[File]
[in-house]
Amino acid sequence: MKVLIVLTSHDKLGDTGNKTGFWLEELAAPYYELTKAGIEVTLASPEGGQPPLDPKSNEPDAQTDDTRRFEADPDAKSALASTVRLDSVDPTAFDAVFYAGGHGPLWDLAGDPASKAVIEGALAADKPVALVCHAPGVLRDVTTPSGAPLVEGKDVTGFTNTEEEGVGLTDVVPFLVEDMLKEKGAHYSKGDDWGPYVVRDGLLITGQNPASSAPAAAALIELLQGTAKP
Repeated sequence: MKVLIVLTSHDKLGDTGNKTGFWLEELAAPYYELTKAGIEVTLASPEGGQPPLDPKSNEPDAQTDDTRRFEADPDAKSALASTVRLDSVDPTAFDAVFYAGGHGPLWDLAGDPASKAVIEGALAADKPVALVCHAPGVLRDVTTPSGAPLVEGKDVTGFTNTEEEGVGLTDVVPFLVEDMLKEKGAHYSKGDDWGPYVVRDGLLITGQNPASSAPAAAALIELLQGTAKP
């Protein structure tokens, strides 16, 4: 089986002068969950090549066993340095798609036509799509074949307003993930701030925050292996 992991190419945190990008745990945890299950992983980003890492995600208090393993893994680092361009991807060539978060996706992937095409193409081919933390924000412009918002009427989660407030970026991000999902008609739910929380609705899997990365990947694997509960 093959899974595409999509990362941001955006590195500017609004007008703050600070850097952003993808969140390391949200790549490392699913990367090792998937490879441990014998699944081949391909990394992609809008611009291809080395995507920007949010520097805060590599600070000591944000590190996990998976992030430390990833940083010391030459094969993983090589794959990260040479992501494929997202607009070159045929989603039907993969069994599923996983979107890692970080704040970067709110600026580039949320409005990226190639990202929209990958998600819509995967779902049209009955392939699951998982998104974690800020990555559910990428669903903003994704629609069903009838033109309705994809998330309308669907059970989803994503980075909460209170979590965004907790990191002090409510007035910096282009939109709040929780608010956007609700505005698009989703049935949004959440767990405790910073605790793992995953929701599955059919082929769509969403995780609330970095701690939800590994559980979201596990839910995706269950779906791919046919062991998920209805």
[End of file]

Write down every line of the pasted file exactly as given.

[in-house]
Amino acid sequence: MKVLIVLTSHDKLGDTGNKTGFWLEELAAPYYELTKAGIEVTLASPEGGQPPLDPKSNEPDAQTDDTRRFEADPDAKSALASTVRLDSVDPTAFDAVFYAGGHGPLWDLAGDPASKAVIEGALAADKPVALVCHAPGVLRDVTTPSGAPLVEGKDVTGFTNTEEEGVGLTDVVPFLVEDMLKEKGAHYSKGDDWGPYVVRDGLLITGQNPASSAPAAAALIELLQGTAKP
Repeated sequence: MKVLIVLTSHDKLGDTGNKTGFWLEELAAPYYELTKAGIEVTLASPEGGQPPLDPKSNEPDAQTDDTRRFEADPDAKSALASTVRLDSVDPTAFDAVFYAGGHGPLWDLAGDPASKAVIEGALAADKPVALVCHAPGVLRDVTTPSGAPLVEGKDVTGFTNTEEEGVGLTDVVPFLVEDMLKEKGAHYSKGDDWGPYVVRDGLLITGQNPASSAPAAAALIELLQGTAKP
């Protein structure tokens, strides 16, 4: 089986002068969950090549066993340095798609036509799509074949307003993930701030925050292996 992991190419945190990008745990945890299950992983980003890492995600208090393993893994680092361009991807060539978060996706992937095409193409081919933390924000412009918002009427989660407030970026991000999902008609739910929380609705899997990365990947694997509960 093959899974595409999509990362941001955006590195500017609004007008703050600070850097952003993808969140390391949200790549490392699913990367090792998937490879441990014998699944081949391909990394992609809008611009291809080395995507920007949010520097805060590599600070000591944000590190996990998976992030430390990833940083010391030459094969993983090589794959990260040479992501494929997202607009070159045929989603039907993969069994599923996983979107890692970080704040970067709110600026580039949320409005990226190639990202929209990958998600819509995967779902049209009955392939699951998982998104974690800020990555559910990428669903903003994704629609069903009838033109309705994809998330309308669907059970989803994503980075909460209170979590965004907790990191002090409510007035910096282009939109709040929780608010956007609700505005698009989703049935949004959440767990405790910073605790793992995953929701599955059919082929769509969403995780609330970095701690939800590994559980979201596990839910995706269950779906791919046919062991998920209805």